Focus Moves to Data Center Services - Industry Comment
Posted on Thursday, May 14, 2015
As covered recently on the CDS blog, the storage industry is facing significant challenges as sales of new units continue to fall. The IDC State of Enterprise Storage Q1 2015 report highlights an industry-wide fall in sales, with one major vendor losing 1.2% of their market share for instance.
On the face of it, these figures suggest that storage manufacturers are facing a long, slow slide into financial oblivion. Looking at the full financial results from these vendors, it is clear that such losses are not restricted to their storage units either. Figures show reduced margins in every business unit, suggesting that something is wrong with the traditional hardware sales model.
Something big is happening – and it’s not Cloud
The reality is that the storage industry is changing as a whole. Fans of the Cloud will suggest that storage as a service offerings are eating into the market share of traditional hardware vendors. Cloud services are certainly growing in popularity, but nowhere near enough to account for the shrinkage in new hardware sales.
The real cause is down to cost conscious businesses choosing to extend the lifespan of their existing systems, rather than being driven by vendor-defined upgrade cycles. Knowing that their storage continues to deliver acceptable performance, CTOs are choosing to expand capacity, rather than replace arrays.
After many years of rigid upgrade cycles, vendors are struggling to adapt to this new world. Although customers may be wowed by the performance increases available with new systems, capacity remains of higher priority than speed. Which means that vendors are not shifting the volumes expected.
Whether this results in vendors extending the official operating life of their hardware, or offering premium end of service life maintenance coverage remains to be seen. The market is showing no signs of returning to previous sale trends however, so these vendors will need to react quickly if they are to avoid continued profit and share price markdowns.
There has been a corresponding rise in post-warranty maintenance services to ensure these systems are protected, like those offered by CDS. These post-warranty services ensure that CTOs receive OEM-standard (or better) support and maintenance for their systems for as long as they own them.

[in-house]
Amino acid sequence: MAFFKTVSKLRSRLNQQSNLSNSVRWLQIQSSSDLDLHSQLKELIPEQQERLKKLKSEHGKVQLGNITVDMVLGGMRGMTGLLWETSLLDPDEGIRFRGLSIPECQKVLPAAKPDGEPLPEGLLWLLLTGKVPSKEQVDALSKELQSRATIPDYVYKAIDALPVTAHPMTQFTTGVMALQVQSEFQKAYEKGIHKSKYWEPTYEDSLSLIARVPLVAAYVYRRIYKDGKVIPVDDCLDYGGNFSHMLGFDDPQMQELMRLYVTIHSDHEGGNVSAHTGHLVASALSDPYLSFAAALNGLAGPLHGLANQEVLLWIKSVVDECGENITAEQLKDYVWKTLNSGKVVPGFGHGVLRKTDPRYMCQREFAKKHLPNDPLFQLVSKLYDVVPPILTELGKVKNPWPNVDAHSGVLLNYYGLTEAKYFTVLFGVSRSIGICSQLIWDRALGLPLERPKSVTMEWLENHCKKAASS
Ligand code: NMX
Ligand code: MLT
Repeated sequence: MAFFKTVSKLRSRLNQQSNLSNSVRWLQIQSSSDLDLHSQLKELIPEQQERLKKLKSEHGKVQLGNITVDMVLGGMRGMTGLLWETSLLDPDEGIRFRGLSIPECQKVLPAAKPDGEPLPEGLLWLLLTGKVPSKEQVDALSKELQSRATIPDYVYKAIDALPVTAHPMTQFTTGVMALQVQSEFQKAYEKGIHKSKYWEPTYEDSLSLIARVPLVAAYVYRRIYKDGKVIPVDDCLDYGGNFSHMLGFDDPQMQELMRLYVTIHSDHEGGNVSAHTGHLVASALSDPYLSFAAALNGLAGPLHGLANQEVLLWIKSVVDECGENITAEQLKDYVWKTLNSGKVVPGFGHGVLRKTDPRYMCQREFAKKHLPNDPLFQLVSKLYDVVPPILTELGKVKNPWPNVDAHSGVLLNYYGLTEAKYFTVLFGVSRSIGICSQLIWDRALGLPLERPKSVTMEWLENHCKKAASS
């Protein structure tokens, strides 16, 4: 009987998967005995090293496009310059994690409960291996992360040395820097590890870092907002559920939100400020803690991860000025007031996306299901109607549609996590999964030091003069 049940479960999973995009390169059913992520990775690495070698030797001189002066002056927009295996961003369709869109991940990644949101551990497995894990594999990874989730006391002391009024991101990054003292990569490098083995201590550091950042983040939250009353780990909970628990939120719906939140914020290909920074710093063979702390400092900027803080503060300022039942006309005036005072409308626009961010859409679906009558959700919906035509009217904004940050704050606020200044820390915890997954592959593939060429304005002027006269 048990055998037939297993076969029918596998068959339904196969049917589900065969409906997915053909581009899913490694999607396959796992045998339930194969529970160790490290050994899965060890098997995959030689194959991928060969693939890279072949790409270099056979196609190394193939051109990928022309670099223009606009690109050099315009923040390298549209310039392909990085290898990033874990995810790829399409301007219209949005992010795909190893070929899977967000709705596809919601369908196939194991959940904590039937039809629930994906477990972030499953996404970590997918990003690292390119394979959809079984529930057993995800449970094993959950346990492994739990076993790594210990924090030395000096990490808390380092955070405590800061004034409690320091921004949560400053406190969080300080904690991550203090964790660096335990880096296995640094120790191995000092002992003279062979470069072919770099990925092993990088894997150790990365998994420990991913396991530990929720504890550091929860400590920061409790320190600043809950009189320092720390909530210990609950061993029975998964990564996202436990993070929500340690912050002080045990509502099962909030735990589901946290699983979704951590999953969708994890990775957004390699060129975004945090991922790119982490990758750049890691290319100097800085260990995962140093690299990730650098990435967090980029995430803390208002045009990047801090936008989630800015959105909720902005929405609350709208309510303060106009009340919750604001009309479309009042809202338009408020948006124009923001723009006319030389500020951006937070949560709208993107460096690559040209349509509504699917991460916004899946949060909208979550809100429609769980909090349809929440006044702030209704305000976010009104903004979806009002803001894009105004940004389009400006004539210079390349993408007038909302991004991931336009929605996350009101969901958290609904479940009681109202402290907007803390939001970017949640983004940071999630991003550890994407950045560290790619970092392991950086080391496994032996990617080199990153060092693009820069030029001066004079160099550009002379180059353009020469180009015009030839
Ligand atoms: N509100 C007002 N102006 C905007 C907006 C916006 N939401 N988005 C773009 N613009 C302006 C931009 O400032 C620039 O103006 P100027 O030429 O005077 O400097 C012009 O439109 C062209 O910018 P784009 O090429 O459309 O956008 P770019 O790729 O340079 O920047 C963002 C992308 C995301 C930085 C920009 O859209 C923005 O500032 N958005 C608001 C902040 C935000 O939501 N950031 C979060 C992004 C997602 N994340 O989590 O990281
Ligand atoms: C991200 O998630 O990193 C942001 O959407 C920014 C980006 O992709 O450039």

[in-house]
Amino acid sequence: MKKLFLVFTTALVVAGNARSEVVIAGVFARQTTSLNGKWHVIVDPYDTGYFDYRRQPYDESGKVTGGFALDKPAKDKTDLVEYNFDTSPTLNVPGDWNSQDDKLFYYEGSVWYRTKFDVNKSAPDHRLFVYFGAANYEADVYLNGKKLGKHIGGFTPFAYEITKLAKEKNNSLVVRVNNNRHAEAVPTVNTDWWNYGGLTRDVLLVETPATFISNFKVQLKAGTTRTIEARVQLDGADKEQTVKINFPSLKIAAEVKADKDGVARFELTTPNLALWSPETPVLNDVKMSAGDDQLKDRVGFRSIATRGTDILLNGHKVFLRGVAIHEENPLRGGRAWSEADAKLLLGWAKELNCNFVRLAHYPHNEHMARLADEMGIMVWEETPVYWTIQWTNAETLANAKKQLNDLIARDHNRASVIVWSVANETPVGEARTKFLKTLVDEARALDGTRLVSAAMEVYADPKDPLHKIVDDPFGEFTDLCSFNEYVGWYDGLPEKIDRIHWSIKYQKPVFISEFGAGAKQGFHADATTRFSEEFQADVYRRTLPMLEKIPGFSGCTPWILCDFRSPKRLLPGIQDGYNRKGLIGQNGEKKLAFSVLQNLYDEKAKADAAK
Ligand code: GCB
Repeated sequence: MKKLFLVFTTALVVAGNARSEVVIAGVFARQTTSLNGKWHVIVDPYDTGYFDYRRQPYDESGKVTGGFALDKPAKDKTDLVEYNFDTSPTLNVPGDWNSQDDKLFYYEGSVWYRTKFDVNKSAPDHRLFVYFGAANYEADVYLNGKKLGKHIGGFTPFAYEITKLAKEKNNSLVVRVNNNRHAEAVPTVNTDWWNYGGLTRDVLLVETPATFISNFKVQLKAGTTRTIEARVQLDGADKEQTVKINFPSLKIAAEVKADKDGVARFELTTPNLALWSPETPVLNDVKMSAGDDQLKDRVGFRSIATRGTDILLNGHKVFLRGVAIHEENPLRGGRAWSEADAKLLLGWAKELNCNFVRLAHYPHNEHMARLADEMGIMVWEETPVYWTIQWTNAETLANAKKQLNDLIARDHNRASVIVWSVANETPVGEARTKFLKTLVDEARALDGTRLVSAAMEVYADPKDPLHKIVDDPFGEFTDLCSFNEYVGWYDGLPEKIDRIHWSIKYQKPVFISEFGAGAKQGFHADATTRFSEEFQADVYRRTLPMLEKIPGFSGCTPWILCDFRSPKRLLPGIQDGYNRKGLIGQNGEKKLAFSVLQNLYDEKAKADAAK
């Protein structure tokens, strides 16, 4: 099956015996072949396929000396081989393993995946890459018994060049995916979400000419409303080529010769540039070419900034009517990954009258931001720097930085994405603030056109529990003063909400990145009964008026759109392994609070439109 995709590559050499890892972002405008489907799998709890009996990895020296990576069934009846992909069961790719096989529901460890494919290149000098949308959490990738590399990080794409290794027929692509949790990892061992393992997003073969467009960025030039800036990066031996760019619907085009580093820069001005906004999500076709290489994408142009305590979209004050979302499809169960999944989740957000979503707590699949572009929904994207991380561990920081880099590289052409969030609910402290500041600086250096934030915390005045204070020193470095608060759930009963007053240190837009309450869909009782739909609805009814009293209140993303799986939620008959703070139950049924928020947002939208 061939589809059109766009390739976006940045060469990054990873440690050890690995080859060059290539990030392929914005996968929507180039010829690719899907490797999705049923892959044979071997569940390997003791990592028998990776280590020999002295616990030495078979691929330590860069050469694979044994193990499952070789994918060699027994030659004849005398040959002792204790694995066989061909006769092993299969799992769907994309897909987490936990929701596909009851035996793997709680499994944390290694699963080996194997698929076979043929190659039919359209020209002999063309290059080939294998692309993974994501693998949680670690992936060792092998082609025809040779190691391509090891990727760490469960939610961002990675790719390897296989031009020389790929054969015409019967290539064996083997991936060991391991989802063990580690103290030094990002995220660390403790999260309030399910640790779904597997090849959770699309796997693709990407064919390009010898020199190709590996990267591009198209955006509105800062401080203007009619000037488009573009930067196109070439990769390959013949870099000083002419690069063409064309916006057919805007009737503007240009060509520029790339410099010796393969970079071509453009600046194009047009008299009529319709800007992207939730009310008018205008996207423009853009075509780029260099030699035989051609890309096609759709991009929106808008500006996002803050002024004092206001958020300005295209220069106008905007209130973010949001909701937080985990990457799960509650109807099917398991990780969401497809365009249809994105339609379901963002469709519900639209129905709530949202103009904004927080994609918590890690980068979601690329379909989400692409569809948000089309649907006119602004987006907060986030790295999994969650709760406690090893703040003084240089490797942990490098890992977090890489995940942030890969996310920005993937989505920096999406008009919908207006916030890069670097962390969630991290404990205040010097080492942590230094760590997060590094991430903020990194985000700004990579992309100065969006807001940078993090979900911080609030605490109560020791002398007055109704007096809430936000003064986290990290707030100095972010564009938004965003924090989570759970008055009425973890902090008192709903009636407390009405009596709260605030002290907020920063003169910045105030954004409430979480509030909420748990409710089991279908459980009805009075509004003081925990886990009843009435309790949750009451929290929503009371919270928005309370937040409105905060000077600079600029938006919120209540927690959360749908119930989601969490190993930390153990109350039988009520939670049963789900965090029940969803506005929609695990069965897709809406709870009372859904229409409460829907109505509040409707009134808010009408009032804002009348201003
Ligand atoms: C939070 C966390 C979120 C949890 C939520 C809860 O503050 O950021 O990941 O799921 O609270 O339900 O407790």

When “good enough” is good enough
Another potential cause of the drop in new unit sales is a surge in the refurbished market. Where a system is identified as “good enough” to deliver business services, CTOs can now choose to buy second user units from a reputable seller, benefiting from increased capacity without any learning or adoption curves – they already know how to use the system out-of-the-box.
And contrary to claims by the OEMs, such refurbished hardware is of at least the same quality as those bought direct. Here at CDS we not only check every second user unit is fully operational and in factory-new condition, we provide a full maintenance and warranty service for as long as the unit is owned.
Choosing this model, businesses can continue to expand capacity at a far lower price point than sourcing replacements. They get the capacity, service and support they need at a far lower price than OEMs offer.
The second user market is also undergoing transformation though. CDS now offers second user equipment leasing, allowing customers to adopt a utility model, and switch from traditional CapEx. Under the utility model CTOs have access to the capacity they need, covered by a fully customizable service agreement that protects the systems for as long as they are in use.
Ultimately falling sales figures for new units suggests that OEMs are having problems understanding their clients’ needs and motivations. “Making do” is no longer a failing, but instead an operational and financial strength, helping to explain the rise of the third party maintenance sector, and reduction in new units being sold.
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